Absence of Yemen's Leader Puts Power Up for Grabs
As the first anti-government protests flared in Yemen, sucking the Red Sea nation into the uprisings unfolding across the Arab world, President Ali Abdullah Saleh turned to the maneuvering and manipulation that had served him well since he was a military cadet. Then he fell back on raw power.
His power was thrown into doubt early Sunday when Saleh, aged between 65 and 69 according to various estimates, flew to Saudi Arabia for medical treatment after his opponents rocketed the presidential palace. His sudden departure threatened to leave a power vacuum in a country that he has ruled with an iron hand for 33 years.
This was a leader who could let large swaths of his impoverished, mountainous nation fall out of his control, showing little concern because he had key tribal leaders or local politicians in his pocket, their loyalty secured by patronage, access to shady business deals or prize government positions.
He was a leader who could, with one hand, strike deals with Islamic militants and use their fighters to suppress his enemies while, with the other, rake in millions of dollars from the United States to combat al-Qaida's branch in his country. His own ally Saudi Arabia fumed privately that he was "corrupt, unreliable and largely ineffective," but then rushed to funnel him military aid and cash to help him fight civil wars and domestic conflicts because it also saw him as indispensable.
Saleh's room to maneuver steadily narrowed in the face of anti-government protests that began in February and brought hundreds of thousands of Yemenis into the streets every day. He turned to the tactic he has used since he was a military cadet -- pure force.
But Saleh's security forces have proven no match for the powers against him. Yemen's powerful tribal leaders increasingly sided with protesters. Former allies, such as the United States, decided that the prospect of prolonged civil war in Yemen was worse than losing Saleh despite his role in battling a rising al-Qaida offshoot in the ancestral home of Osama bin Laden.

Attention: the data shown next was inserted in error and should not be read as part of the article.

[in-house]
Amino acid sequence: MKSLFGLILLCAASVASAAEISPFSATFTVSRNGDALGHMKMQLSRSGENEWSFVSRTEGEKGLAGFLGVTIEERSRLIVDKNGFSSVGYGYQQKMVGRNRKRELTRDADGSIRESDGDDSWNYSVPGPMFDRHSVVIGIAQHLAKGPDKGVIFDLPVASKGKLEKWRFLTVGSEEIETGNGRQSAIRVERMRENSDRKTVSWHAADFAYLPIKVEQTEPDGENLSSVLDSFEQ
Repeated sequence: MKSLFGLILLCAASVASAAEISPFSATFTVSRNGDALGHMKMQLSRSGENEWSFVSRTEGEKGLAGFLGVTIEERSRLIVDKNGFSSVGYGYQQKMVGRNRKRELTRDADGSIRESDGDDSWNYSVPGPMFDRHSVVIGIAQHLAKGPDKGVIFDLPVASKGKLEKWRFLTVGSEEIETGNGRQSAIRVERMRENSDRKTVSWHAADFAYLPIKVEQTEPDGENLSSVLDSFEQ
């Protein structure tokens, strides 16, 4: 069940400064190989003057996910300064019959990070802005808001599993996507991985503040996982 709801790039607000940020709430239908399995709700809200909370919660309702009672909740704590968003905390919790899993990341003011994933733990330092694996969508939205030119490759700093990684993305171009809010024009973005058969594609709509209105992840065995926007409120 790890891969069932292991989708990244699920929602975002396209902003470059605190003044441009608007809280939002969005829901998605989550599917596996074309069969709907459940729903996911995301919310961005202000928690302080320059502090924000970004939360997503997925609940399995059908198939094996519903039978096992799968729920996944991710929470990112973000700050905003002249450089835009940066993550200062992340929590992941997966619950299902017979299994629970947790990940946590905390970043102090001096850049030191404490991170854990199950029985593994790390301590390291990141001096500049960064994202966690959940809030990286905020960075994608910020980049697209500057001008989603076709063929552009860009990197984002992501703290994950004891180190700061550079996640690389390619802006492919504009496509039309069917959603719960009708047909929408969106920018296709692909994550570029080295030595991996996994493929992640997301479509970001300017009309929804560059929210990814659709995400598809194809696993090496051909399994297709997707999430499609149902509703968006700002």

Week by week, Saleh's hopes of defeating the uprising grew more improbable. Each concession he offered -- even promising to step down early -- failed to weaken demonstrations fueled by Yemen's grinding poverty and a sense that the Arab world's epic revolts were a now-or-never moment to oust Saleh and his regime.
It was a lesson in power politics that echoed back to Saleh's upbringing, in a semi-desert nation with roots in the Old Testament, a distinctive architecture of ornate mud high-rises, and a universally shared habit of chewing the mildly narcotic plant called qat.
Saleh was born into a tribe allied with the mighty al-Ahmar clan, which then ruled a tribal confederacy in northern Yemen. The monarchy that ruled northern Yemen until 1962 would often send envoys to the al-Ahmar clan to hammer out policies and get approval for everything from road-building projects to royal decrees.
Saleh apparently took close notice of Yemen's pecking order and hungered to be part of it. He did not stay long in school, leaving before he was a teenager and enlisting in the armed forces in North Yemen, which would later come under the influence of Saudi Arabia and other Western-allied Arab states after the civil war. He was soon a cadet in the North Yemen Military Academy, heading for his first officer commission as second lieutenant.
His age isn't known for sure. His website gives his birth date as March 21, 1946, but many in Yemen say he was born four years earlier. On the other hand, he just happened to be 40 when he took power in 1978 and the constitution said the president had to be 40. And in the 2006 election, official statements alternated between saying he was 64 or 65.